Critics were talking about "the pie" as much as Sui's homespun line that included pastels, flowing dresses and comfy sweatshirts. "The pie" got a mention on Vogue.com. Designerzcentral.com effused, "Turns out, not all pie crusts are visual equals, and Sui couldn't resist working one of the exquisite desserts into her narrative. You can't wear Freidt's blueberry miracle, but boy is it photogenic."
The Daily Beast was just as enamored: "Probably nothing could stop Anna Sui, a NYFW perennial, from showing her eighty-forth collection at the event....It opened with a close-up shot not of a floral embellishment or embroidery detail, but a damn delicious-looking pie."
The invite for the online show describes why Sui selected Freidt. She compared her work to artist Charles Burchfield, who was known for his genius with watercolor.
"To complete the mood, I discovered the artist Karen Long Freidt on Instagram, who made the most incredible pies you have ever seen! She is baking one just for us, with a crust that brings me back to Burchfield, with stylized daffodils and daisies, budding hope for a better future."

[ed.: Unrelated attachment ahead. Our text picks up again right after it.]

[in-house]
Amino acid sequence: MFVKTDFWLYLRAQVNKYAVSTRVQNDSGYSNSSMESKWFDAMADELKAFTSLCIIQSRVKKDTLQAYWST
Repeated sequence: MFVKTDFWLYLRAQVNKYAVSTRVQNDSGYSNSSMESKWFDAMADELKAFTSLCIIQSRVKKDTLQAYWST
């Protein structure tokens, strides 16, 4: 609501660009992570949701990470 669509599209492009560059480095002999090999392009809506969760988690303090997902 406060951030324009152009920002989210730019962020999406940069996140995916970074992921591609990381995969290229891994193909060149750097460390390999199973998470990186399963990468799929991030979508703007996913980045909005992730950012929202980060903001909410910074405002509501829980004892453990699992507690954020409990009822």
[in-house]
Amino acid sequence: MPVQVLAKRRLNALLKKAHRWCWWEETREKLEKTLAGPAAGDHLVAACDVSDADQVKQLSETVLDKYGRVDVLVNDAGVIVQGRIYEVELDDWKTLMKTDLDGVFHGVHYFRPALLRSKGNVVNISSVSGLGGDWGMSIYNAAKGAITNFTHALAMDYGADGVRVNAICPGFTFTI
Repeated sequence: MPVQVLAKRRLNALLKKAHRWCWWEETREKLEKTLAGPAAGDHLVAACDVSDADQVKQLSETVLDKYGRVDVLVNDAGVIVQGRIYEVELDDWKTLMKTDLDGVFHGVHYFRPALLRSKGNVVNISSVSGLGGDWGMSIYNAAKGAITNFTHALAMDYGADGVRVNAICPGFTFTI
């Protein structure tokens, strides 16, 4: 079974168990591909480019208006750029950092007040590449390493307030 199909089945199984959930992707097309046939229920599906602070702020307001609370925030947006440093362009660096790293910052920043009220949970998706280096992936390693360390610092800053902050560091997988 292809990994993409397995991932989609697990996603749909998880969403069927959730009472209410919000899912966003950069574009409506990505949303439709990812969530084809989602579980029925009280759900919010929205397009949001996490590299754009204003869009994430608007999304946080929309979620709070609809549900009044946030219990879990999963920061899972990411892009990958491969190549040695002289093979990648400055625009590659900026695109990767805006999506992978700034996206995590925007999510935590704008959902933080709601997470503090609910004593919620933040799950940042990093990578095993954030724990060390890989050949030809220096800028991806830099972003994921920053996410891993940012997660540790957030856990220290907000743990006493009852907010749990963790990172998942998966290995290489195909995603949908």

A week later, Freidt is still in disbelief at how and why her baking spree has landed the NASA retiree in the same glossy pages with haute couture and celebrity gossip.
She is using the attention, though, to add to another delectable she's baked up: Raffling off one of her pies and handmade dish towels for charity through a fundraiser with the Virginia Peninsula Foodbank. People who donated $25 for the fundraiser, which ended on Tuesday night, got their names entered into a raffle. Every dollar raised equaled four meals, according to the foodbank.
The winner, whose name was drawn Wednesday, got a blueberry pie, towel and ice cream. Freidt said the foodbank also got donations from outside of the area from people who have bitten into what she's selling and want to help. She raised more than $3,200, which was another one of Freidt's plans.
"I've always wanted to use my art to help people," she said.